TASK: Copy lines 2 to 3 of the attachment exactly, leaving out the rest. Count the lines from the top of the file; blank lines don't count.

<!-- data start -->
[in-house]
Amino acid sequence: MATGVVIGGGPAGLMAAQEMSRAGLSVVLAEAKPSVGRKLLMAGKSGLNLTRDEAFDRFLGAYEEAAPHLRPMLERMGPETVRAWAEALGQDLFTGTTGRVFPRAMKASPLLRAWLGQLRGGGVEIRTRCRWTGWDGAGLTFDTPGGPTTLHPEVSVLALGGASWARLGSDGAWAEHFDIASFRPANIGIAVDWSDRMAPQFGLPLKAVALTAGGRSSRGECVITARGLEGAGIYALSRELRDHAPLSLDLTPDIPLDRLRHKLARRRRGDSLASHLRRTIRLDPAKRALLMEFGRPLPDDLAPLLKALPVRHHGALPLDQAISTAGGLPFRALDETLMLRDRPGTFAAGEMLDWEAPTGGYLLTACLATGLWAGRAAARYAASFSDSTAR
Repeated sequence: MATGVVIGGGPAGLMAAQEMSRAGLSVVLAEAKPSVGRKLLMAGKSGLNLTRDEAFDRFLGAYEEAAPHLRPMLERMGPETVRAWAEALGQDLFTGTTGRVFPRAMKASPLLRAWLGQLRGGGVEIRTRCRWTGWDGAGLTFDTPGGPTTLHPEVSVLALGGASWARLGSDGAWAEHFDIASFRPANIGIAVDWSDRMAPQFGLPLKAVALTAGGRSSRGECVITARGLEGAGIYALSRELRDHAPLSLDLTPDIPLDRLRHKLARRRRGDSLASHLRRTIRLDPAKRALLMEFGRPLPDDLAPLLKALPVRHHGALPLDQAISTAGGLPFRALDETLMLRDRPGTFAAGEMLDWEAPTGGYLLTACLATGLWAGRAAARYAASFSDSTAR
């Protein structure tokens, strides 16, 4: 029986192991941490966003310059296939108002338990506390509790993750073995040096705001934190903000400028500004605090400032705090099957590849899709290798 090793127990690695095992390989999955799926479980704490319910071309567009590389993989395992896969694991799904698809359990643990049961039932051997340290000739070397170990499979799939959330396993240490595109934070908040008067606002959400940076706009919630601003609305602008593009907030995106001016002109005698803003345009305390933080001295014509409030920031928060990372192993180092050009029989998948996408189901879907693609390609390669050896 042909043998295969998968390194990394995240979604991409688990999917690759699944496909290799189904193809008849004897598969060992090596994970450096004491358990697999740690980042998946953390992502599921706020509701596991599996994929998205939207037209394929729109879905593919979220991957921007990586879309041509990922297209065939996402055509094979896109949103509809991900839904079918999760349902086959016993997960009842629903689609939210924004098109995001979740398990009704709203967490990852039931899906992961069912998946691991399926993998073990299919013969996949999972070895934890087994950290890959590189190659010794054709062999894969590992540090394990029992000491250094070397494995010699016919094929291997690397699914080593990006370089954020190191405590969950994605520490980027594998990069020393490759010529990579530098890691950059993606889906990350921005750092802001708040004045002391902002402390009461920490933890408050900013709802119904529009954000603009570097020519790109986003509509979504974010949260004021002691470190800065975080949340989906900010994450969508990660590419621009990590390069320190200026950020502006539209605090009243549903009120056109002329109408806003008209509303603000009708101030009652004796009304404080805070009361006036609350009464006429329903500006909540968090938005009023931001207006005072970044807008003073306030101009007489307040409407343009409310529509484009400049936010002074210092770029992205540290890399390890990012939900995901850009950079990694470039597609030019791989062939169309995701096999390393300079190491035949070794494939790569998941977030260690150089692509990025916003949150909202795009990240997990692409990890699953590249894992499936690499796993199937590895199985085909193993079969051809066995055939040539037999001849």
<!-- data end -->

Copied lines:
Amino acid sequence: MATGVVIGGGPAGLMAAQEMSRAGLSVVLAEAKPSVGRKLLMAGKSGLNLTRDEAFDRFLGAYEEAAPHLRPMLERMGPETVRAWAEALGQDLFTGTTGRVFPRAMKASPLLRAWLGQLRGGGVEIRTRCRWTGWDGAGLTFDTPGGPTTLHPEVSVLALGGASWARLGSDGAWAEHFDIASFRPANIGIAVDWSDRMAPQFGLPLKAVALTAGGRSSRGECVITARGLEGAGIYALSRELRDHAPLSLDLTPDIPLDRLRHKLARRRRGDSLASHLRRTIRLDPAKRALLMEFGRPLPDDLAPLLKALPVRHHGALPLDQAISTAGGLPFRALDETLMLRDRPGTFAAGEMLDWEAPTGGYLLTACLATGLWAGRAAARYAASFSDSTAR
Repeated sequence: MATGVVIGGGPAGLMAAQEMSRAGLSVVLAEAKPSVGRKLLMAGKSGLNLTRDEAFDRFLGAYEEAAPHLRPMLERMGPETVRAWAEALGQDLFTGTTGRVFPRAMKASPLLRAWLGQLRGGGVEIRTRCRWTGWDGAGLTFDTPGGPTTLHPEVSVLALGGASWARLGSDGAWAEHFDIASFRPANIGIAVDWSDRMAPQFGLPLKAVALTAGGRSSRGECVITARGLEGAGIYALSRELRDHAPLSLDLTPDIPLDRLRHKLARRRRGDSLASHLRRTIRLDPAKRALLMEFGRPLPDDLAPLLKALPVRHHGALPLDQAISTAGGLPFRALDETLMLRDRPGTFAAGEMLDWEAPTGGYLLTACLATGLWAGRAAARYAASFSDSTAR